Public archives promote the view that truth matters, even when it is not yet fully established. This is not to suggest that all information resources are accurate. Public debate based on careful factual analysis of all the available information helps us approach a provisionally truthful account. With time, the account is refined further. Archival research is about perpetually seeking clearer understandings of the past.
To face new challenges, archives are changing: experimenting with new techniques, refreshing their outreach strategies and building partnerships with other memory institutions. The buildings in which archives are housed matter less than the work that takes place within. But if Andrew Carnegie, who funded thousands of public libraries internationally, were alive today, would he not rally around the idea of architecture so eye-catching in a centrally located and welcoming building that citizens enter as tourists and stay as seekers of knowledge — and would this not perhaps inspire other wealthy patrons to follow his example?
Public archives and libraries are community and design hubs that speak of transparency and openness, where learning is shared, across time. As Sir Arthur Doughty, Dominion Archivist and Keeper of the Public Records, wrote in The Canadian Archives and Its Activities (1924):
Of all national assets, archives are the most precious, they are the gifts of one generation to another, and the extent of our care of them marks the extent of our civilisation…As a rule, the papers of a given generation are seldom required after their reception and primary use; but when all personal touch with that period has ceased, then these records assume a startling importance, for they replace hands that have vanished and lips that are sealed.
Not Orwell’s archive
It would be pretentious and even dangerous to unfurl a banner on the facade of public archive buildings proclaiming that the “Truth” lives within. Remember Winston Smith, the protagonist of George Orwell’s 1984, an archivist working at the Ministry of Truth? In Orwell’s dystopian version of a public archives, Smith was actually altering archival resources, making the past more obscure. He and his colleagues endured a daily sound bite of hate broadcasting, and then turned the vitriol on each other while reading only those books from which they had nothing new to learn. Orwell offers readers a chance to reflect on what would happen if authoritarian noise pollution drowned out democratic voices. The disinformation campaigns he describes contribute to virulent and profound crises of public confidence. Apathy, poor decision-making and, in the worst cases, hostile and violent acts result. Such toxic memes are the weapons of dictators and are harmful to democracy.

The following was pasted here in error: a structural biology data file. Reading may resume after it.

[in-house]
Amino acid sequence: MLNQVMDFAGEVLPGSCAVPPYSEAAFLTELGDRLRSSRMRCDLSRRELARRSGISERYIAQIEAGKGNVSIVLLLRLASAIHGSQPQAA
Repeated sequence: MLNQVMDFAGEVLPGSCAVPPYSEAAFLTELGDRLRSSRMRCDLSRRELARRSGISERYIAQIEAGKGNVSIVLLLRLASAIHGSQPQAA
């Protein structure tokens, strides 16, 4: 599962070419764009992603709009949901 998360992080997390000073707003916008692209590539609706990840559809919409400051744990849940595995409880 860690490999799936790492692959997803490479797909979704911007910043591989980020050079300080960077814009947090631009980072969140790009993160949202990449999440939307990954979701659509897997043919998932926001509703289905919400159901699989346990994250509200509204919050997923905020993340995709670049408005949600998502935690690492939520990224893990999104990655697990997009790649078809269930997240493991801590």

But we have a choice: we can reject this dystopian vision, and instead advocate for ethical information management. In supporting public archives, we project a democratic vision, where the public is welcome, where new ideas circulate and where information is secured, examined, analyzed and diffused for educational purposes.
Archives as public institutions
Public archives offer their spaces for exhibitions, book launches, film screenings and other events. Archivists engage in community outreach and support rigorous research and excellence in teaching. They model engaged citizenship and spread the message that the exercise of democracy is a public good.
There is power in a public institution founded on the principles of enlightenment, entrusted with a community’s treasures and pledged to constantly improve its collections and services. It is not by chance that archivists working for public archives organize their values around concepts of democracy, respect for people, integrity, stewardship and excellence.
It is time to turn up the volume on public archives, more relevant now than ever.